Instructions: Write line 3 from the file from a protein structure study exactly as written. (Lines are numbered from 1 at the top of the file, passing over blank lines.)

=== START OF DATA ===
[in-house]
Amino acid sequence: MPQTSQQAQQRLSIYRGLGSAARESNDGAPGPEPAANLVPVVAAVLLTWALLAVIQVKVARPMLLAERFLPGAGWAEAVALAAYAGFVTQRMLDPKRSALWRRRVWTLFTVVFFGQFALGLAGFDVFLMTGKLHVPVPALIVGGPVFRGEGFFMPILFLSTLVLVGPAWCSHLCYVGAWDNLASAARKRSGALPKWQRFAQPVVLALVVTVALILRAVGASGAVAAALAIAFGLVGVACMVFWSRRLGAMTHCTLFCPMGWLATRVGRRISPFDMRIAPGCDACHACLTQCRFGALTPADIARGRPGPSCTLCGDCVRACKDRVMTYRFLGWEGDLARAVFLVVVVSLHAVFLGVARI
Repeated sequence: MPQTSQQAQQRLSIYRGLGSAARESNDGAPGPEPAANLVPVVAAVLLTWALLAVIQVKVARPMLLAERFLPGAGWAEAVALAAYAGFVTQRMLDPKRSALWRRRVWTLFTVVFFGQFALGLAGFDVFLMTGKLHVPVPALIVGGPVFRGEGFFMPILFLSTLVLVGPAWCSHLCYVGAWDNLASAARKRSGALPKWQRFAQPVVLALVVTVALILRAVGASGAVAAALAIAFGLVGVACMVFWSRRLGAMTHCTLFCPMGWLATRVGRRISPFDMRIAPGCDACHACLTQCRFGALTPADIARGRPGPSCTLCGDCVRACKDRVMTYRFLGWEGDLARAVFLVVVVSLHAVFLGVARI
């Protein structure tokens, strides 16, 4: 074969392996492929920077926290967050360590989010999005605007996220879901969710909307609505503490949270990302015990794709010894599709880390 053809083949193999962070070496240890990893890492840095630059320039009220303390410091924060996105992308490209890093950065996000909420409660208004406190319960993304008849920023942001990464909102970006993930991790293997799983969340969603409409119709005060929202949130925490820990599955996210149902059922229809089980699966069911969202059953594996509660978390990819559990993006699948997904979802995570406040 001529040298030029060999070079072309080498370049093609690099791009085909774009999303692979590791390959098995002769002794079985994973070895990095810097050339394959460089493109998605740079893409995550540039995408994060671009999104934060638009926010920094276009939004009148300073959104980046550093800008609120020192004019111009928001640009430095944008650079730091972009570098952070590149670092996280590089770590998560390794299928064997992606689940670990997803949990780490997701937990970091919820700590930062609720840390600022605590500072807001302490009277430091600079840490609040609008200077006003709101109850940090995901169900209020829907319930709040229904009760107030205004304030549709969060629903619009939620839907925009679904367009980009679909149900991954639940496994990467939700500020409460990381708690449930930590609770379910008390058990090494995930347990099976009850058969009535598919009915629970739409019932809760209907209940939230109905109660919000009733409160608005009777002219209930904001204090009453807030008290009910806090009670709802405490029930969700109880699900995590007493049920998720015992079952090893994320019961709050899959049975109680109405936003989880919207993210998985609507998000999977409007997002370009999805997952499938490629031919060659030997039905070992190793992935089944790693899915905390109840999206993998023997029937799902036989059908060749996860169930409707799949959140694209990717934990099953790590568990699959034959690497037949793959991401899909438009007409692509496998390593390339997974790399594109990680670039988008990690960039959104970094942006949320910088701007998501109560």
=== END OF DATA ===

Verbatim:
Repeated sequence: MPQTSQQAQQRLSIYRGLGSAARESNDGAPGPEPAANLVPVVAAVLLTWALLAVIQVKVARPMLLAERFLPGAGWAEAVALAAYAGFVTQRMLDPKRSALWRRRVWTLFTVVFFGQFALGLAGFDVFLMTGKLHVPVPALIVGGPVFRGEGFFMPILFLSTLVLVGPAWCSHLCYVGAWDNLASAARKRSGALPKWQRFAQPVVLALVVTVALILRAVGASGAVAAALAIAFGLVGVACMVFWSRRLGAMTHCTLFCPMGWLATRVGRRISPFDMRIAPGCDACHACLTQCRFGALTPADIARGRPGPSCTLCGDCVRACKDRVMTYRFLGWEGDLARAVFLVVVVSLHAVFLGVARI